Section 500.12 specifies that any access to a financial institution’s internal network from an outside network must be guarded with multi-factor authentication.
Training and Monitoring (500.14)
With regard to training and monitoring, Section 500.14 stipulates that financial institutions must establish “risk-based policies, procedures and controls” that monitor authorized user behavior and actively detect unauthorized access or manipulation of nonpublic information (e.g., personally identifiable information such as names, addresses, and Social Security numbers).
Organizations must also provide periodic security training for employees, based on the risks identified via the institution’s risk assessment.
What Functions Must a Compliant 23 NYCRR 500 Cybersecurity Program Include?
Based on the covered entity’s assessment of risk, a cybersecurity program should include the following core elements:
- Identification and assessment of internal and external cybersecurity risks related to nonpublic information stored within the entity’s information systems.
- Defensive infrastructure coupled with policies and procedures designed to safeguard the entity’s information systems and nonpublic data from unauthorized access or malicious activity.
- Detection of cybersecurity-related events.
- Identification or detection of threats, and the ability to mitigate their impact.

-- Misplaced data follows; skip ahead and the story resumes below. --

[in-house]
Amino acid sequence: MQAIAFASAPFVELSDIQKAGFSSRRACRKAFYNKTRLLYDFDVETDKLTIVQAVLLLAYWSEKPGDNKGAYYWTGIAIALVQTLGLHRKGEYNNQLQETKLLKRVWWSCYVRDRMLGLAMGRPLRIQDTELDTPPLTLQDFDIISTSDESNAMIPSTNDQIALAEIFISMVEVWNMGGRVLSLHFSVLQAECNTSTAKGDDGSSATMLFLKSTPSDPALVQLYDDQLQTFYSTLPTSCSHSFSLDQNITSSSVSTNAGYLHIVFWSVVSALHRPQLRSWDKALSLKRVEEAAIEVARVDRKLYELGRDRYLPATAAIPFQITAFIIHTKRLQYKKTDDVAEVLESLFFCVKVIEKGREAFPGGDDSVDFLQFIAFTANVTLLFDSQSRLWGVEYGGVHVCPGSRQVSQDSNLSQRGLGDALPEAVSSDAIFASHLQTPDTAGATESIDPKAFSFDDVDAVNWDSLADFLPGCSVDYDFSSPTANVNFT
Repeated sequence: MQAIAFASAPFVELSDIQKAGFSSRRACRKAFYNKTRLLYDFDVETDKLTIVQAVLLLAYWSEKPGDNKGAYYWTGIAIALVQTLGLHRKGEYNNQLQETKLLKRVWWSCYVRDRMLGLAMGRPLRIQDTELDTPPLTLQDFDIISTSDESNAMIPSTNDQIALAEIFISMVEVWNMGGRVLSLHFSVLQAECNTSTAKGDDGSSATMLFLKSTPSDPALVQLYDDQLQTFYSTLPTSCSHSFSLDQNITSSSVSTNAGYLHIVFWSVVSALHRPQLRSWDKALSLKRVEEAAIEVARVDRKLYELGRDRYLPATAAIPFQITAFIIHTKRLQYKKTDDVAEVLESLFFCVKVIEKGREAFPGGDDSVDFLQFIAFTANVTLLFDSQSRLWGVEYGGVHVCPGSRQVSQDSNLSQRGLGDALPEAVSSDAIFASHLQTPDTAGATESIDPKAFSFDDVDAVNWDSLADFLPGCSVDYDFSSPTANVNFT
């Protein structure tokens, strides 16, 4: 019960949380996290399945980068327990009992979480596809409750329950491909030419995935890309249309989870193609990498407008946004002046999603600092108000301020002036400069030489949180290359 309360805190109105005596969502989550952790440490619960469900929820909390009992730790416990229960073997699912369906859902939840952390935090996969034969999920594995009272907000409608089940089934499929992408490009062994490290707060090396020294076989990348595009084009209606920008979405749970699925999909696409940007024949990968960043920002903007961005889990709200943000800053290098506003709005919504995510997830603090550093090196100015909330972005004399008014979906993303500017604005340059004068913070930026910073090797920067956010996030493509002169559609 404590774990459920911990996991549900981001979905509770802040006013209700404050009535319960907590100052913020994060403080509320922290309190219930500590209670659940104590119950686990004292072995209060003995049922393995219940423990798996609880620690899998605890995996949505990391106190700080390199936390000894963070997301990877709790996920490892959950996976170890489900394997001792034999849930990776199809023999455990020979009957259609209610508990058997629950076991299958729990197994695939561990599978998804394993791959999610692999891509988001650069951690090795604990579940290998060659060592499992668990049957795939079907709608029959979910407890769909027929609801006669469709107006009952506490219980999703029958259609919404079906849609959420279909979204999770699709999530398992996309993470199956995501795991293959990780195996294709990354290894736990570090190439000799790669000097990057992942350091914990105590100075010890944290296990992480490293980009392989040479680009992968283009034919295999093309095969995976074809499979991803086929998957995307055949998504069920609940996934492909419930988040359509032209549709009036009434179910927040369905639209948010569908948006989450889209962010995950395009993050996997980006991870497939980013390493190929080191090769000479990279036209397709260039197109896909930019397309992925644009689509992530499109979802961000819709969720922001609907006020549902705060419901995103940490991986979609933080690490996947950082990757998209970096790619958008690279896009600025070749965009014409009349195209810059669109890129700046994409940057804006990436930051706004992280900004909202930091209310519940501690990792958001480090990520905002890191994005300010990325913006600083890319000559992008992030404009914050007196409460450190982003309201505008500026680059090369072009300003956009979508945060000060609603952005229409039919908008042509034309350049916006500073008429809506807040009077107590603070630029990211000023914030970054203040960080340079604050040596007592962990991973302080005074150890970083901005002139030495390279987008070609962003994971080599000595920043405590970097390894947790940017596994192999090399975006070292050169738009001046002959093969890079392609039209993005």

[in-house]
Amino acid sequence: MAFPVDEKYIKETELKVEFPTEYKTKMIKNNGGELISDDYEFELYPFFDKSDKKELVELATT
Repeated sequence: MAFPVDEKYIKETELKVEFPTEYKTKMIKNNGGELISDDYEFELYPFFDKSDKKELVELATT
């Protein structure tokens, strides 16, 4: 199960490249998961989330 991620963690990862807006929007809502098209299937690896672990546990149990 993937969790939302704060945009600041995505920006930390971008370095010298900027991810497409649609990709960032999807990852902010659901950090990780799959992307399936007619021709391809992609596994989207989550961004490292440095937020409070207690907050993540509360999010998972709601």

- Recovery capabilities from an incident, as well as mechanisms to return to normal operating conditions.
- Ability to satisfy regulatory reporting requirements.
The regulation also stipulates what constitutes an acceptable cybersecurity policy:
- A covered entity must maintain a written policy, which a senior officer or the board of directors approves.
- The entity should derive its cybersecurity policy from the results of its risk assessment, making sure to address certain areas, including the entity’s information security, data governance and classification, asset inventory and device management, and access controls and identity management.
- The policy should detail the entity’s business continuity and disaster recovery planning and resources, systems operations and availability, and systems and network security. For a complete list of what areas to cover, see 500.3 Cybersecurity policy.
How Arctic Wolf Helps You Achieve Compliance
To adhere to 23 NYCRR 500, financial institutions must make compliance a top priority. The challenge many institutions face is coming up with the necessary resources and expertise to adequately address all the requirements, and especially those pertaining to vulnerability assessments, risk monitoring, and user activity monitoring.
On the bright side, Section 500.4 of the regulation allows for qualified third-party service providers to manage risks and oversee a covered entity’s cybersecurity function. Some security partners, like Arctic Wolf, can help you maintain compliance with all of the above provisions.
Arctic Wolf delivers industry-leading security operations solutions that help covered entities comply with 23 NYCRR 500. Through continuous monitoring, we help hundreds of financial institutions proactively monitor their environment.
Our highly trained security experts work as an extension of your team to deliver security operations as a concierge service, which includes 24×7 monitoring, detection, and response to ensure compliance with the growing number of laws and regulations covering financial services.